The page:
Friday, October 27, 2006

Eye on EYA

Developer EYA recently briefed the Braddock Lofts homeowners association on their plans for the redevelopment of Andrew Adkins public housing, and one of the Growler's moles has passed along their impressions of the presentation.

"The plan, as you stated, is to start with the Glebe Road disaster ... There won't be any market-rate homes in this development, but on top of rehabbing some of what is there, EYA will rebuild those that are uninhabitable as well as build additional units. The key here is that this development will house almost all of the big townhouses (3-4-5 bedrooms), most of which currently can be found at Adkins.

Adkins will be replaced with a mix of public housing (some sort of "condo style" buildings and townhomes) and market rate housing (all townhomes). You said that the 90 public housing units at Andrew Adkins will be replaced with 153 public housing units and 45 market units. We didn't hear that -- I believe we heard the 90 units will be replaced with 110 public housing units and 65 market units.

The key to this is that there will be fewer total bedrooms (in the public housing units), thus actually decreasing the number of Section 8 residents across the street. There will be a lot of efficiency and one-bedroom units, a few two-bedroom units and NO larger units. The goal is to put couples and elderly Section 8 folks in these buildings and give those who actually might use Metro closer access to it.

Bland's numbers were VERY different from what you reported as well, though off the top of my head I can't remember them exactly (a lot of Lofts residents at the meeting mentioned your Web site, so I'm sure someone will write in after this posts), but it was something like this: Bland would get a few of the larger (3-4-5 bedroom) units, many 1-2 bedroom units to total well over 100 Section 8 units, plus 65 or market rate units. No one said anything about so-called affordable housing being made available in Bland or anywhere else."

Lofts residents in general were pretty receptive to the plan, particularly with what was presented for Adkins. The EYA rep was really interested in hearing what we had to say, which centered around three things: 1) find a way to cut down on the teenage pedestrian foot traffic between Bland and Adkins (EYA seems to have tackled that with moving the majority of large units to Glebe); 2) update and modernize the units with A/C, etc., to give people a reason to want to stay INDOORS on a steamy Sat. night in July (I don't know if you've ever been over here on a weekend night in the summer, but it's like an allnight street party -- pretty miserable); and 3) find a way to build the "condo-style" buildings at Adkins in such a manner that it doesn't give people dark corners in which to congregate.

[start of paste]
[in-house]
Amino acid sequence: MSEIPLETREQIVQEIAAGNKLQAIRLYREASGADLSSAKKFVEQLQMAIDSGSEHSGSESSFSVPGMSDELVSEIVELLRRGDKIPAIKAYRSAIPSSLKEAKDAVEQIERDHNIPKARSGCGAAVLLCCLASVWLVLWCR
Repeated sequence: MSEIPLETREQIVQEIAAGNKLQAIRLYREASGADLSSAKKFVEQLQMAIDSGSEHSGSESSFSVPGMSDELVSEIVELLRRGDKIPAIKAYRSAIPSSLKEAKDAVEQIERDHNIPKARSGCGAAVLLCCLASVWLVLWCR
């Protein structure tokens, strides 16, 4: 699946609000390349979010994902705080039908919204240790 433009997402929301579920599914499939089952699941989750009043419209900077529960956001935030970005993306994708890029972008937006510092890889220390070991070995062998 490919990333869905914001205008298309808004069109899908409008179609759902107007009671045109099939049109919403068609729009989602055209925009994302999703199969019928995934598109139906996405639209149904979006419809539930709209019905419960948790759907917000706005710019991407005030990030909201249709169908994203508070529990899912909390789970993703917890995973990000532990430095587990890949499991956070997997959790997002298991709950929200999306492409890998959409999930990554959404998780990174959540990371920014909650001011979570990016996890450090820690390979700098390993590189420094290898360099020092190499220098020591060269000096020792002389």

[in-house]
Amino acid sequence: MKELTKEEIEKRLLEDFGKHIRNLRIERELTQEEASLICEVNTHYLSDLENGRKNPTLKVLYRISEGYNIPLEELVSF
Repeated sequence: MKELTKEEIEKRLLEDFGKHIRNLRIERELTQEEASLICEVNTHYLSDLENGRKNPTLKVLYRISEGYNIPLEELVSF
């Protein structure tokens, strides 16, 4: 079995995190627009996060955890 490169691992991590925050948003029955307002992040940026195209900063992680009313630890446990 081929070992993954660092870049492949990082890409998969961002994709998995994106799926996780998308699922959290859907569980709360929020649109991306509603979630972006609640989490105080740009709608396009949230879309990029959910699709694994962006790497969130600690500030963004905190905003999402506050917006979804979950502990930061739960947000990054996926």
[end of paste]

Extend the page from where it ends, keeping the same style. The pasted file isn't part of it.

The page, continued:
The current EYA proposal had two 45-unit buildings with a lot of green space between them and indoor entrances to the individual units...generally a bad idea. We suggested outdoor entrances to all (via open stairs) and green space broken into smaller areas.

EYA said the city appears interested in the entire proposal, and the next step was to meet with them about it further. In addition, EYA was scheduled to present to Adkins and Bland residents last week for input. If everything runs on EYA's proposed timeline (and you know it won't), the Glebe development would be the first area to be rehabbed and start in 2007."

A couple of observations. First, the Growler stands by the numbers as originally reported in this blog, which were confirmed in the October 13 Alexandria Gazette article by reporter Chuck Hagee. "Overall there will be 324 units of public housing effected by the concept spread throughout the three project sites — Glebe Park 106; Adkins 153; and James Bland/JB Addition 65."

Clearly the numbers and the mix of public and market rate housing are still in flux.

Next, be afraid -- be very afraid about the seemingly noble concept of putting elderly or disabled into the new Andrew Adkins.

At the last ARHA meeting, the board heard from Otis Weeks, the resident council president at ARHA's Ladrey Highrise, a 170-apartment complex for seniors with one-bedroom and efficiency units. He stated quite eloquently that Ladrey residents lived in fear because the place is overrun with strangers who have been given unauthorized access to the building by other tenants -- so much so that residents are afraid to go down to the lobby after 6 PM. He also discussed other security lapses and failures.

Mr. Weeks' concerns were testily dismissed by ARHA Executive Director William Dearman and the Growler was frankly shocked the Board didn't react or seem to care, quickly moving on to other business. So why would one think ARHA would run a new senior development more efficiently and humanely than they do Ladrey?

So the Growler gonna ask this question again (and again and again if necessary). Given the Fair Share Task Force findings, why is the City even considering permanently enshrining so much public housing in our neighborhood, particularly at a prime Metro stop location? WWAFCD (what would Arlington or Fairfax Counties do)?

And why aren't City leaders keeping EYA's feet to the fire about dispersing units to other sites?